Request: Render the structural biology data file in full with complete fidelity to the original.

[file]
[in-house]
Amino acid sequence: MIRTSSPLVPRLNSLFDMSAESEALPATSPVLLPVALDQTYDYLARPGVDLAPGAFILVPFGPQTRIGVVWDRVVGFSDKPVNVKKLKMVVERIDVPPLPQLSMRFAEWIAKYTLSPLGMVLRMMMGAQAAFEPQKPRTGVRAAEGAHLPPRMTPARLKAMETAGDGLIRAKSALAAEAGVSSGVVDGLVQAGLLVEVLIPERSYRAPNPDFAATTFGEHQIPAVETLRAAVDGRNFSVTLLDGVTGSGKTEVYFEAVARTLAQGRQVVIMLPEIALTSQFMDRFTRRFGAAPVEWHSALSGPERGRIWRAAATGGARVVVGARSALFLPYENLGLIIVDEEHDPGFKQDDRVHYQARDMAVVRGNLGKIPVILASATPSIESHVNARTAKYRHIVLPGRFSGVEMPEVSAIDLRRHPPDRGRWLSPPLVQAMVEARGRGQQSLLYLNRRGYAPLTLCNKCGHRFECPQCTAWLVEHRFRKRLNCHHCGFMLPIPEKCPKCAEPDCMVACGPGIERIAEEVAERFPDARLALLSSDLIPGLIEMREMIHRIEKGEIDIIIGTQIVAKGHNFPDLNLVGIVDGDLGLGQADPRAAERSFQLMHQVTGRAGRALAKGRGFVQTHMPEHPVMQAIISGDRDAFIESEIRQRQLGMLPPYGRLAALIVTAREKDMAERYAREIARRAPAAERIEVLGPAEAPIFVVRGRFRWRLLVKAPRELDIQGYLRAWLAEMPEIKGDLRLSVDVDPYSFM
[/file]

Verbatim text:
[in-house]
Amino acid sequence: MIRTSSPLVPRLNSLFDMSAESEALPATSPVLLPVALDQTYDYLARPGVDLAPGAFILVPFGPQTRIGVVWDRVVGFSDKPVNVKKLKMVVERIDVPPLPQLSMRFAEWIAKYTLSPLGMVLRMMMGAQAAFEPQKPRTGVRAAEGAHLPPRMTPARLKAMETAGDGLIRAKSALAAEAGVSSGVVDGLVQAGLLVEVLIPERSYRAPNPDFAATTFGEHQIPAVETLRAAVDGRNFSVTLLDGVTGSGKTEVYFEAVARTLAQGRQVVIMLPEIALTSQFMDRFTRRFGAAPVEWHSALSGPERGRIWRAAATGGARVVVGARSALFLPYENLGLIIVDEEHDPGFKQDDRVHYQARDMAVVRGNLGKIPVILASATPSIESHVNARTAKYRHIVLPGRFSGVEMPEVSAIDLRRHPPDRGRWLSPPLVQAMVEARGRGQQSLLYLNRRGYAPLTLCNKCGHRFECPQCTAWLVEHRFRKRLNCHHCGFMLPIPEKCPKCAEPDCMVACGPGIERIAEEVAERFPDARLALLSSDLIPGLIEMREMIHRIEKGEIDIIIGTQIVAKGHNFPDLNLVGIVDGDLGLGQADPRAAERSFQLMHQVTGRAGRALAKGRGFVQTHMPEHPVMQAIISGDRDAFIESEIRQRQLGMLPPYGRLAALIVTAREKDMAERYAREIARRAPAAERIEVLGPAEAPIFVVRGRFRWRLLVKAPRELDIQGYLRAWLAEMPEIKGDLRLSVDVDPYSFM